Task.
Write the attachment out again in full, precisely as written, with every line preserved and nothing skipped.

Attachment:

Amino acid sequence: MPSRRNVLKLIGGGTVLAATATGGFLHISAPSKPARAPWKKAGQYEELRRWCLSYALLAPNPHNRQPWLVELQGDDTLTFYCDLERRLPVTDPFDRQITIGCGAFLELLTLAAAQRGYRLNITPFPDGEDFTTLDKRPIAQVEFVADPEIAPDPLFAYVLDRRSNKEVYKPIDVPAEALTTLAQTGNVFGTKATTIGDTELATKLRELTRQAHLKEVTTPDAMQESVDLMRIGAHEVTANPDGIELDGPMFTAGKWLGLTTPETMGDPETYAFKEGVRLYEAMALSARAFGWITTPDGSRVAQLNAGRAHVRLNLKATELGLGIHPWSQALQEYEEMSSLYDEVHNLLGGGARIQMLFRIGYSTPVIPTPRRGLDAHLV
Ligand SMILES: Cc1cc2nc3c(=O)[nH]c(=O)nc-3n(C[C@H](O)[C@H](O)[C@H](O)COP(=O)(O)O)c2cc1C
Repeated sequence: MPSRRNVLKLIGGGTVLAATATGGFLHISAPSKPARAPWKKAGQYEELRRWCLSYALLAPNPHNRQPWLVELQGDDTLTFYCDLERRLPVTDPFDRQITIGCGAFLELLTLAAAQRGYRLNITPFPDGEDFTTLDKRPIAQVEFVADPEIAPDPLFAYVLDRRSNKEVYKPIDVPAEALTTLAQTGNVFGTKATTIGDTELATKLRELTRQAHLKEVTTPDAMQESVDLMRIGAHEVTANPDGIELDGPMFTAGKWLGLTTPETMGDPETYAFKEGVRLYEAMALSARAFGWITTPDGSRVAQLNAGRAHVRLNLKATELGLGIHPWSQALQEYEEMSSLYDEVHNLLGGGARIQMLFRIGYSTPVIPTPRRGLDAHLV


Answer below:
Amino acid sequence: MPSRRNVLKLIGGGTVLAATATGGFLHISAPSKPARAPWKKAGQYEELRRWCLSYALLAPNPHNRQPWLVELQGDDTLTFYCDLERRLPVTDPFDRQITIGCGAFLELLTLAAAQRGYRLNITPFPDGEDFTTLDKRPIAQVEFVADPEIAPDPLFAYVLDRRSNKEVYKPIDVPAEALTTLAQTGNVFGTKATTIGDTELATKLRELTRQAHLKEVTTPDAMQESVDLMRIGAHEVTANPDGIELDGPMFTAGKWLGLTTPETMGDPETYAFKEGVRLYEAMALSARAFGWITTPDGSRVAQLNAGRAHVRLNLKATELGLGIHPWSQALQEYEEMSSLYDEVHNLLGGGARIQMLFRIGYSTPVIPTPRRGLDAHLV
Ligand SMILES: Cc1cc2nc3c(=O)[nH]c(=O)nc-3n(C[C@H](O)[C@H](O)[C@H](O)COP(=O)(O)O)c2cc1C
Repeated sequence: MPSRRNVLKLIGGGTVLAATATGGFLHISAPSKPARAPWKKAGQYEELRRWCLSYALLAPNPHNRQPWLVELQGDDTLTFYCDLERRLPVTDPFDRQITIGCGAFLELLTLAAAQRGYRLNITPFPDGEDFTTLDKRPIAQVEFVADPEIAPDPLFAYVLDRRSNKEVYKPIDVPAEALTTLAQTGNVFGTKATTIGDTELATKLRELTRQAHLKEVTTPDAMQESVDLMRIGAHEVTANPDGIELDGPMFTAGKWLGLTTPETMGDPETYAFKEGVRLYEAMALSARAFGWITTPDGSRVAQLNAGRAHVRLNLKATELGLGIHPWSQALQEYEEMSSLYDEVHNLLGGGARIQMLFRIGYSTPVIPTPRRGLDAHLV